Ever notice how rarely we in the IT user community flex our collective software purchasing muscles? It must make the car manufacturers jealous – they live in constant fear of negative consumer reaction. Airlines are also busy scrambling to meet the demands of disillusioned passengers (albeit in their own ham-fisted way). They know their customers will bolt without a second thought.
By contrast, few IT companies I can think of, with the exception of Microsoft have felt the wrath of angry customers (and really, isn’t that all bark, no bite?).
Given this, it’s likely Scott McNealy, chairman and CEO of Sun Microsystems, gave little thought to his company’s decision last January to cease work on a x86 (Intel’s instruction set) version of its flagship Solaris 9 Unix platform.
The reason for axing the project? Simple economics. “We are focusing more on our bottom line,” said Graham Lovell, director of product marketing for Solaris at Sun, at the time. “We need to focus on immediate revenue where possible.”
It appeared to be an open and shut case for Sun: most enterprise Solaris users run the operating system on 64-bit UltraSparc processors. And the company promised the small but enthusiastic Solaris x86 community, mostly running Version 8, that they would continue to receive support for a better part of a decade.
Analysts, meanwhile, grimly offered their support. After all, cutting costs only made sense in such troubled times. Sure, a few customers might get peeved, but not enough to make the move risky, they reasoned.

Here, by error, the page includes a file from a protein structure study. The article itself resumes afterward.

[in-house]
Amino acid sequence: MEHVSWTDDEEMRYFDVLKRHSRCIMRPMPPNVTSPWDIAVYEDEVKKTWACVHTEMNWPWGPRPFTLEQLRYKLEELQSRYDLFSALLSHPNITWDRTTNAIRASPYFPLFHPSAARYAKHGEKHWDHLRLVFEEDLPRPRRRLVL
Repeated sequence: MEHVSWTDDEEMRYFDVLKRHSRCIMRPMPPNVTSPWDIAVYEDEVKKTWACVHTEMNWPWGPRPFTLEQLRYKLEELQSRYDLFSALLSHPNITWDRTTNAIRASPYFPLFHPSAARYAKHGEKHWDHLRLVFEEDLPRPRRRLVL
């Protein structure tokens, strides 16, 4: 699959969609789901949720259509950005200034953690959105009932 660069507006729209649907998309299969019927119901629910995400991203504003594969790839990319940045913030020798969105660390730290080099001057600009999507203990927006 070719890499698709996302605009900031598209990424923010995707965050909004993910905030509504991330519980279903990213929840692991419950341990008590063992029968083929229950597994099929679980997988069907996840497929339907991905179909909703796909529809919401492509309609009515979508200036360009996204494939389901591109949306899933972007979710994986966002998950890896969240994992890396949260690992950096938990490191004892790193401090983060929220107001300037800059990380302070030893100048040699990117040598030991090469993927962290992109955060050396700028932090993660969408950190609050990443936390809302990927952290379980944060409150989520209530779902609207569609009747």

Exactly when Sun officials realized that they were very, very wrong is unclear. Maybe it was when the Solaris x86 fans quickly informed Sun that they would be happy to pay for the product if they would only resume development. Maybe it was when they built a Web site to support their cause (www.save-solaris-x86.org). Regardless, by summer events started to take on an X-Files-like life of their own – a select group of Solaris-on-Intel users, known as “The Secret Six,” were flown to Sun’s headquarters to personally appeal to McNealy to rethink the decision. Customers were becoming surly – they began hinting that Windows or Linux could easily stand-in for Solaris.
By September, the heat was really on. John Groenveld, associate research engineer at Penn State University, shelled out US$9,292 to place an open letter in the San Jose Mercury News demanding a public debate on the matter. Sun tried to placate them with Solaris Express, a beta version of Solaris 10 that can run on any Sun Sparc or Intel server platform. But users weren’t impressed. “We are moving toward Linux on Intel in some areas because a Sun Solaris offering isn’t there,” said one frustrated customer.
Sun continued to waffle for a few more weeks, but it was clear the company didn’t have many options. In October, Sun finally relented and announced its intention to sell an unbundled version of Solaris 9 for x86 systems by the end of this year. The long, strange saga concluded in late November when that product was made available on Sun’s site.
Sun is now even talking about building versions of Sun ONE and its blade server platforms on x86.
The lessons in this story are self-evident. If a few loud voices and a newspaper ad can get a small group of Sun’s customers (a group Sun could have afforded to ignore, financially speaking) what they wanted, isn’t it high time you had a frank discussion with your vendors? You might be surprised at the results.